Unless you suffer the over appreciated and never-ending summer of southern California, the warm weather season is winding down and fall is settling in. Though many will lament the end of iced coffees, sunny beaches, and carefree summer attire, for many toxicologists, we will quietly lament the end of snake season. Perhaps you were lucky enough to see a snake envenomation this summer and have some lingering questions? Or you are eager to prepare for next season? Maybe you just recognize that envenomations are the coolest part of toxicology and want to learn more. Look no further, your expert answers for snake envenomations are here.
In considering snakes, we first must define which snakes are under discussion. In the US, the most medically important snakes are the Vipers, specifically the Crotalids which include rattlesnakes (genus Crotalus and genus Sistrurus), copperheads and cottonmouths (genus Agkistrodon). Everything that follows applies to rattlesnakes, however copperheads and cottonmouths have similar presentations (often milder) and management. We won’t be discussing other venomous snakes, most notably the Elapids.
Crotalids are identified by triangular shaped heads, vertically oriented elliptical pupils, front mobile fangs, and a single row (as opposed to a double row in non-venomous species) of scales on the undersurface. They are famous for a characteristic rattle, however juveniles may not yet have a rattle, and certain species (C. catalinensis) do not form rattles. Pit-like depressions behind the nostrils contain heat-seeking organs that assist in prey detection and inspire their common name: pit vipers. Although your ability to identify a snake species might impress me, if you are examining fangs, you have gotten way too close to the snake. Which brings me to the most important (and coolest) aspect of snakes: the venom. Rattlesnake venom is a formidable mixture of proteins, lipids, and carbohydrates, with enzymes including metalloproteinases, phospholipases, and hyaluronidases. The actions of the individual components of venom remain poorly understood, and venom content and effect can vary significantly between seasons. Hemotoxicity in the form of coagulopathy and thrombocytopenia, and local tissue damage are the primary clinical effects. Although neurotoxicity is typically associated with the Elapids, some neurotoxicity can occur with rattlesnake envenomation. This typically manifests as fasciculations or myokymia and is only seen in certain geographic areas.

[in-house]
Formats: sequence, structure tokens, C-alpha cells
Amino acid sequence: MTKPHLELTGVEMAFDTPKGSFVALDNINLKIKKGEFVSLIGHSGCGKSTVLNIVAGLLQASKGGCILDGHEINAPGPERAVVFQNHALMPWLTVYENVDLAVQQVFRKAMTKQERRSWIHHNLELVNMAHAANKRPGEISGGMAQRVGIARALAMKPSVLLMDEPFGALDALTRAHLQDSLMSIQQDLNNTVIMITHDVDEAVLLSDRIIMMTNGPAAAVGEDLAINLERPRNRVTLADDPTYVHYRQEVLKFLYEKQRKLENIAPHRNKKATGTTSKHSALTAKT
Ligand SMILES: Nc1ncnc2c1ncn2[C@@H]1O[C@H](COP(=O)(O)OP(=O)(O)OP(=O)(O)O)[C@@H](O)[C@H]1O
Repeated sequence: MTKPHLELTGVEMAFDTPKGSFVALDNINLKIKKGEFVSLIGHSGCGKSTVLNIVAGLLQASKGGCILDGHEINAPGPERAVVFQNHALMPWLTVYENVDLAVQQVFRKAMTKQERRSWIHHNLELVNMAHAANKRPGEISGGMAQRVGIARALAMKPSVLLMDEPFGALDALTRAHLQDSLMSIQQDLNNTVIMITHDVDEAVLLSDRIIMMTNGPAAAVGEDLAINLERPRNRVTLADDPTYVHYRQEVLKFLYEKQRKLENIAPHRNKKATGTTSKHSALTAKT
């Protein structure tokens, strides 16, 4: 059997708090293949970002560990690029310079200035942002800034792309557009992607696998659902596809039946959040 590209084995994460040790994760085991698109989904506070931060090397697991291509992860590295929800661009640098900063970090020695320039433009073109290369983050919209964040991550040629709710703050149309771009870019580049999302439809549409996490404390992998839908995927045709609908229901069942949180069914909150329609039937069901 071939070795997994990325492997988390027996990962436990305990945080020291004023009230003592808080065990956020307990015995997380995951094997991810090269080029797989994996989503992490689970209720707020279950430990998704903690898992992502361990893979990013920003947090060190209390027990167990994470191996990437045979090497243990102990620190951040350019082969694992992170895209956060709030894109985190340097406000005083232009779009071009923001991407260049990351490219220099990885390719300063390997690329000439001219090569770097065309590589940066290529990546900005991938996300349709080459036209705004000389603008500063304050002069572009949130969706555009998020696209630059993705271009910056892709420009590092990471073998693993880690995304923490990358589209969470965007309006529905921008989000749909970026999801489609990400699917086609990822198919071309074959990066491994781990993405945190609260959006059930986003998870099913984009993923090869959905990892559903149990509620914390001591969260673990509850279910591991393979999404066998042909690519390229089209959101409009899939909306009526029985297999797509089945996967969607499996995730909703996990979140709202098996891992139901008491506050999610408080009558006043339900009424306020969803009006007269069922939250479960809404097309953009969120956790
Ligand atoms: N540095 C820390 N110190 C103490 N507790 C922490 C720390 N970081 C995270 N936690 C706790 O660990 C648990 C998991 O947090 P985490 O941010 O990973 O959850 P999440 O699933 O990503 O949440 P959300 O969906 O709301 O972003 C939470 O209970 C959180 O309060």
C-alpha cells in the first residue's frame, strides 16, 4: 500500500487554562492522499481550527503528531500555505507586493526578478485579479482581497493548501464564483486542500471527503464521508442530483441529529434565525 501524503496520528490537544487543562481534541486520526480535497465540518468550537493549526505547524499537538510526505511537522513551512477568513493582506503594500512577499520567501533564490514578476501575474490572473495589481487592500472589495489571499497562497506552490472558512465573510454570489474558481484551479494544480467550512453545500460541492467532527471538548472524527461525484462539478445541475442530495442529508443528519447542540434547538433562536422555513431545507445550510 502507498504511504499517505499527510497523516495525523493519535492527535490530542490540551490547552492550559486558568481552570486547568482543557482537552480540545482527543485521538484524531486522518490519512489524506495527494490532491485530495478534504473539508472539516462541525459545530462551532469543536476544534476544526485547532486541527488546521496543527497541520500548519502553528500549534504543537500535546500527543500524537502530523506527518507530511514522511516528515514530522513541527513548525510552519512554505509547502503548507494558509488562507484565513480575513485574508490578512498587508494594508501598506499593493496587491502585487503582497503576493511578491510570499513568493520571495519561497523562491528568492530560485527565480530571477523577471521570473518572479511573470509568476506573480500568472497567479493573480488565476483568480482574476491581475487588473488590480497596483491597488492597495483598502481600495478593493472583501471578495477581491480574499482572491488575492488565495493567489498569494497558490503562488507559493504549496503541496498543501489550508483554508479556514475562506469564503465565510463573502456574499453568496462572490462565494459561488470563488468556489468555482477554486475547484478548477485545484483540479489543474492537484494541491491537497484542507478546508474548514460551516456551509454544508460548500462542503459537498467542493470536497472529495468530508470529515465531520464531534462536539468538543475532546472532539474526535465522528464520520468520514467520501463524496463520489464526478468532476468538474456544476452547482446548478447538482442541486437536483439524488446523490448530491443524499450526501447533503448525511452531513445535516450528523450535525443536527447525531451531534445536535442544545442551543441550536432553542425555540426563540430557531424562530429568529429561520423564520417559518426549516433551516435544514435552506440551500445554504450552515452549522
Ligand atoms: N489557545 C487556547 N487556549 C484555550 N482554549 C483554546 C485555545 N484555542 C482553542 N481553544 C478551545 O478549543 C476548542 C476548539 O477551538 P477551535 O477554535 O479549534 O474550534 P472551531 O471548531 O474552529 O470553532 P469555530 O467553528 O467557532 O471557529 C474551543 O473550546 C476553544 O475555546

People often have the impression that baby rattlesnakes are more dangerous than adults, offering the explanation that juveniles cannot yet control the dose of venom delivered (aka “premature envenomation”). Although this explanation is unlikely, anecdotally, we do find that juvenile rattlesnake envenomations sometimes result in more significant hemotoxicity without the accompanying local tissue findings. While in vitro venom studies can be difficult to interpret, there is at least some evidence showing increased activity of thrombin-like enzymes (responsible for coagulopathy) in the venom of juvenile rattlesnakes.1
Who gets bitten by rattlesnakes?
In the US, there are approximately 5000 native venomous snakebites each year.2 Historically, we thought most people bitten by snakes more or less had it coming. (Think of the rather derogatory “T’s” of snakebite. Historically, we called these ‘illegitimate bites,’ meaning the victim was aware of an impending encounter with the snake but did not attempt to avoid it. More recently, we refer to these bites as ‘intentional’ bites.. Think of people handling pet snakes, performing ceremonies with snakes, milking snakes to self-immunize (see The Dantastic Mr. Tox &Howard Episode 2 – Snakes on a Podcast with Dr. Michelle Ruha to hear an amazing story), drunk selfie attempts with snakes, picking up and moving snakes in the wild, and so on. These bites usually occur on the hands and upper extremities.3,4 In contrast, ‘unintentional’ bites involve situations in which people did not intend to interact with the snake. In previous decades, the majority of snakebites were indeed intentional.3,5 More recent epidemiologic data supports a significant reduction in intentional bites, with numbers quoted now closer to 20% of envenomations in a large study.4 One part of the famous “T’s”, however holds true: of the intentional snake bites reported, the vast majority (>90%) occur in men. In the above study, ethanol intoxication was reported in only 8.4% of snake bites, however due to the method of data collection, this may represent an underestimate. Women and children do sustain snakebites, although those bites are usually unintentional and occur on the lower extremities.4 Snake bites tend to occur in the warmer months when both people and snakes are out of doors.5
Your patient thinks she was bitten by a rattlesnake. Is she going to die?